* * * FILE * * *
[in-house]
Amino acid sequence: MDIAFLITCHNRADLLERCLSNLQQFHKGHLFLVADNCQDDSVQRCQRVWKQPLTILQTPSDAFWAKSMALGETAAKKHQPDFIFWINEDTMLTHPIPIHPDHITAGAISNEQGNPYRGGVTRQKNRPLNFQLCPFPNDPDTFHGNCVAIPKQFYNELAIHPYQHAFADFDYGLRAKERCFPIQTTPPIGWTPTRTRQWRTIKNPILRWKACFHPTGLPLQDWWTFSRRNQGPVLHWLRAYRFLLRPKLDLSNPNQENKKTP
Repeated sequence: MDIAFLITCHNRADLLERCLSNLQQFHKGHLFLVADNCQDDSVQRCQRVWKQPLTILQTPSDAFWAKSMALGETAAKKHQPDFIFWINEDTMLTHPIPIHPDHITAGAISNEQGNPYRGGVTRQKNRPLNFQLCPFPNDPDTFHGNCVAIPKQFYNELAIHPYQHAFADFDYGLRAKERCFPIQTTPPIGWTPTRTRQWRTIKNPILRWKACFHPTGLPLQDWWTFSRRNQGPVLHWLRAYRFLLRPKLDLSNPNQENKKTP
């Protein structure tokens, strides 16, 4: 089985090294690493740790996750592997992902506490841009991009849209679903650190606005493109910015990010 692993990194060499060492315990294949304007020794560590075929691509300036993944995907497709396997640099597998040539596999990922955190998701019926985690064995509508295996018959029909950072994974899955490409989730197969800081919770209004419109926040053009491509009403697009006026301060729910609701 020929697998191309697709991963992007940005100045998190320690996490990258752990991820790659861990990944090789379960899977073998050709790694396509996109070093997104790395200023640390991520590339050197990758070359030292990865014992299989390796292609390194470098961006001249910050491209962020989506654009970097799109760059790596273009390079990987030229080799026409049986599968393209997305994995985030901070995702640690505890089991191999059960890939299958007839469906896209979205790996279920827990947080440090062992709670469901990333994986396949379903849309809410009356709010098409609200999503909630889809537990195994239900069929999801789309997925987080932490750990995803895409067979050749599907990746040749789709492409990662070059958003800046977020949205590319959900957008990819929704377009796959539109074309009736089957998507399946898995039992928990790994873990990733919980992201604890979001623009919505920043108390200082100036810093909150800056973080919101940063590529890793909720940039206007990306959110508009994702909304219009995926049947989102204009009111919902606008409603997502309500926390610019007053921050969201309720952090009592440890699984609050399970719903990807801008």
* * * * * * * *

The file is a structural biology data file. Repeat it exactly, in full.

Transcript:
[in-house]
Amino acid sequence: MDIAFLITCHNRADLLERCLSNLQQFHKGHLFLVADNCQDDSVQRCQRVWKQPLTILQTPSDAFWAKSMALGETAAKKHQPDFIFWINEDTMLTHPIPIHPDHITAGAISNEQGNPYRGGVTRQKNRPLNFQLCPFPNDPDTFHGNCVAIPKQFYNELAIHPYQHAFADFDYGLRAKERCFPIQTTPPIGWTPTRTRQWRTIKNPILRWKACFHPTGLPLQDWWTFSRRNQGPVLHWLRAYRFLLRPKLDLSNPNQENKKTP
Repeated sequence: MDIAFLITCHNRADLLERCLSNLQQFHKGHLFLVADNCQDDSVQRCQRVWKQPLTILQTPSDAFWAKSMALGETAAKKHQPDFIFWINEDTMLTHPIPIHPDHITAGAISNEQGNPYRGGVTRQKNRPLNFQLCPFPNDPDTFHGNCVAIPKQFYNELAIHPYQHAFADFDYGLRAKERCFPIQTTPPIGWTPTRTRQWRTIKNPILRWKACFHPTGLPLQDWWTFSRRNQGPVLHWLRAYRFLLRPKLDLSNPNQENKKTP
């Protein structure tokens, strides 16, 4: 089985090294690493740790996750592997992902506490841009991009849209679903650190606005493109910015990010 692993990194060499060492315990294949304007020794560590075929691509300036993944995907497709396997640099597998040539596999990922955190998701019926985690064995509508295996018959029909950072994974899955490409989730197969800081919770209004419109926040053009491509009403697009006026301060729910609701 020929697998191309697709991963992007940005100045998190320690996490990258752990991820790659861990990944090789379960899977073998050709790694396509996109070093997104790395200023640390991520590339050197990758070359030292990865014992299989390796292609390194470098961006001249910050491209962020989506654009970097799109760059790596273009390079990987030229080799026409049986599968393209997305994995985030901070995702640690505890089991191999059960890939299958007839469906896209979205790996279920827990947080440090062992709670469901990333994986396949379903849309809410009356709010098409609200999503909630889809537990195994239900069929999801789309997925987080932490750990995803895409067979050749599907990746040749789709492409990662070059958003800046977020949205590319959900957008990819929704377009796959539109074309009736089957998507399946898995039992928990790994873990990733919980992201604890979001623009919505920043108390200082100036810093909150800056973080919101940063590529890793909720940039206007990306959110508009994702909304219009995926049947989102204009009111919902606008409603997502309500926390610019007053921050969201309720952090009592440890699984609050399970719903990807801008």